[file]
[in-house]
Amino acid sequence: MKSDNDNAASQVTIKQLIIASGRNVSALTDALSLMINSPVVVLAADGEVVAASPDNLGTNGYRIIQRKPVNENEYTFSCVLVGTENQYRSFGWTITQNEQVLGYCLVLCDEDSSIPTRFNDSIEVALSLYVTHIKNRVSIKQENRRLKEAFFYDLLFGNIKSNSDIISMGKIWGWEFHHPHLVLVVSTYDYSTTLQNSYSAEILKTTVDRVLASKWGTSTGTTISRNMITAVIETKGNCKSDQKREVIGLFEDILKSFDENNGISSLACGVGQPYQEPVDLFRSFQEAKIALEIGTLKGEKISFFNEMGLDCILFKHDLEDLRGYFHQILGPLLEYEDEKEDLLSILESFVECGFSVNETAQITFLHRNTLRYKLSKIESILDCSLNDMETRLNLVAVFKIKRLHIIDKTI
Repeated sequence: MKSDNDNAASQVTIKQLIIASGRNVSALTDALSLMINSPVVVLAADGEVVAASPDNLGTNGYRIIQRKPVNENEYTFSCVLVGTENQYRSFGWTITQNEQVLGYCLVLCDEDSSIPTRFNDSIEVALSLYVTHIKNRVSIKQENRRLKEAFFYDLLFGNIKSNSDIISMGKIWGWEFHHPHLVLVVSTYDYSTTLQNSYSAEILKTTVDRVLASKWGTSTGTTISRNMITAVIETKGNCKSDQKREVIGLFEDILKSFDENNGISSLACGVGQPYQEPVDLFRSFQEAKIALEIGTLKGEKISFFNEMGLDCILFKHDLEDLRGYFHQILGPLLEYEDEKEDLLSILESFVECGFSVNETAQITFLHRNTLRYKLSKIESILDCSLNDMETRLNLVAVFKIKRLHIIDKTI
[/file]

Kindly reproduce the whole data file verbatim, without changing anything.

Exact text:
[in-house]
Amino acid sequence: MKSDNDNAASQVTIKQLIIASGRNVSALTDALSLMINSPVVVLAADGEVVAASPDNLGTNGYRIIQRKPVNENEYTFSCVLVGTENQYRSFGWTITQNEQVLGYCLVLCDEDSSIPTRFNDSIEVALSLYVTHIKNRVSIKQENRRLKEAFFYDLLFGNIKSNSDIISMGKIWGWEFHHPHLVLVVSTYDYSTTLQNSYSAEILKTTVDRVLASKWGTSTGTTISRNMITAVIETKGNCKSDQKREVIGLFEDILKSFDENNGISSLACGVGQPYQEPVDLFRSFQEAKIALEIGTLKGEKISFFNEMGLDCILFKHDLEDLRGYFHQILGPLLEYEDEKEDLLSILESFVECGFSVNETAQITFLHRNTLRYKLSKIESILDCSLNDMETRLNLVAVFKIKRLHIIDKTI
Repeated sequence: MKSDNDNAASQVTIKQLIIASGRNVSALTDALSLMINSPVVVLAADGEVVAASPDNLGTNGYRIIQRKPVNENEYTFSCVLVGTENQYRSFGWTITQNEQVLGYCLVLCDEDSSIPTRFNDSIEVALSLYVTHIKNRVSIKQENRRLKEAFFYDLLFGNIKSNSDIISMGKIWGWEFHHPHLVLVVSTYDYSTTLQNSYSAEILKTTVDRVLASKWGTSTGTTISRNMITAVIETKGNCKSDQKREVIGLFEDILKSFDENNGISSLACGVGQPYQEPVDLFRSFQEAKIALEIGTLKGEKISFFNEMGLDCILFKHDLEDLRGYFHQILGPLLEYEDEKEDLLSILESFVECGFSVNETAQITFLHRNTLRYKLSKIESILDCSLNDMETRLNLVAVFKIKRLHIIDKTI